Half an hour from Worthing is the quintessential English castle (château fort), Arundel Castle. Parts of it date from just two years after the 1066 Battle of Hastings. Much of the rest of it has been added to or repaired, with major work having been completed during the second half of the 19th century. It has remained occupied for nearly 1,000 years and has been the family home of the Dukes of Norfolk and their ancestors (ancêtres).
The Gatehouse and the Keep
Work on two earth mottes (une motte castrale) started in 1068. The bigger of these was made nearly 30 metres high. Wooden palisades originally enclosed these and were progressively replaced with stone. All the curtain walls were completed by 1170 using a mixture of local stone and flint. The square Keep (le donjon) that was built on the larger motte was replaced with ashlar stone brought from Caen in Normandy.
The 12th century Keep remains intact and is one of the best parts of the castle that is open to the public. It is also where the Royalists mounted their defence of the the castle against the Parliamentarians who were besieging (assiégeaient) it in 1644 during the English Civil War. Several of the rooms in the Keep have been set up as a display of castle defences and of uniforms of the period.
The Keep was any castle’s ultimate defence. It is where access to the well (le puits) was — for drinking water. It is also where there was a dungeon or prison. It is also one of the highest points of the castle and there are splendid views of the surrounding Sussex countryside, all the way to the coast just four miles away.
On your way up to the Keep you pass through the 1070 Gatehouse (le corps de garde). Both here at at the Keep itself there are two well-preserved oak portcullises (la herse). As you descend back from the Keep to the Gatehouse, there are sweeping views of the more modern castle quadrangle, as you can see here:
The Victorian additions
Inside the castle’s original curtain walls major work was undertaken by the 15th Duke of Norfolk between 1875 and 1900. Much of this was repair work, but the creation of a family home in the Gothic style was the principle objective. The results, much of which are open to the public, include the Armoury, the Baron’s Hall, the Fitzalan Chapel, the picture Gallery and the Library. Beyond these, there are bedrooms and drawing rooms, some of whose open doorways you are free to stroll past.
The detail and richness of much that is on view is impossible to do justice to in a single visit. Partly because the Duke of Norfolk is the premier duke in the English peerage, the premier earl and the Earl Marshal of England, and partly because the castle holds such astonishing collections of art, of furniture, of medieval arms and weapons and of heraldic paraphernalia (attirail héraldiques), the impression of an unbroken lineage (lignée ininterrompue) going back nearly 1,000 years is almost overwhelming. This brief page of information is designed to do nothing more than whet your appetite to visit the castle.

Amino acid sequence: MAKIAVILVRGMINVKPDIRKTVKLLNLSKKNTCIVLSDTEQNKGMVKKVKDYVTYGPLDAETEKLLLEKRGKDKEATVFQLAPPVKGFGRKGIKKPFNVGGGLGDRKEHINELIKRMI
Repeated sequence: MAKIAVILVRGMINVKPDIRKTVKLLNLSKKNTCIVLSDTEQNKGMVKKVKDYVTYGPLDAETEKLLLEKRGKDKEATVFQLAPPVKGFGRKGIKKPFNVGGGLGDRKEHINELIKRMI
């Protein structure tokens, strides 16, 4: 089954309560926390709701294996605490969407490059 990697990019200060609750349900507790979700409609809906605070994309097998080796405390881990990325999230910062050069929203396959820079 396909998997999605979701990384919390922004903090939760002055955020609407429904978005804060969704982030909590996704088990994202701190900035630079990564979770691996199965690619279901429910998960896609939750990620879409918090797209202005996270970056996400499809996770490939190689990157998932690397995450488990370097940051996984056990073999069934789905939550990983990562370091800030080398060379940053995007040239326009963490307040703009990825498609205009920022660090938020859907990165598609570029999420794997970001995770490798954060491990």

The Fitzalan Chapel
This chapel was commissioned back in the 13th century, but what you see today is the fruit of a rebuild by Victorian craftsmen in the 13th century Gothic style that started in 1894. The chapel is a catholic chapel and it is, unusually, separated from the protestant parish church by just a glass screen.
The 9th and 11th Dukes were book collectors and the library contains around 10,000 volumes, the lot shelved on two floors on carved mahogany (acajou sculpté), resembling a church. Until recently, the library contained a Shakespeare First Folio of 1623. It is thought that 750 copies of this were first printed, of which there may be 234 still surviving. The collection includes important volumes on catholic history. A full list of the library’s content is available on the Arundel Castle website (see links below).
The castle has a spectacular Portrait Gallery which consists of a series of portraits of the Dukes and Duchesses of Norfolk in chronological order, a small glimpse (aperçu) of which you can see here:
In reality the whole castle is adorned with portraits, many by celebrated painters such as Van Dyck (1599 — 1641) and Gainsborough (1727 — 1788). The small drawing room contains three large Canalleto (1697 — 1768) landscapes (paysage dans l’art) commissioned by the 9th Duke and Duchess in around 1750.
If you are at all passionate about art, your progress round the castle will be slow!
Here is Van Dyck’s portrait of Charles I (from Wikipedia) which hangs in the castle’s Baron’s Hall.
Some of the photographs on this page have been kindly provided by Midnight Communications of Brighton.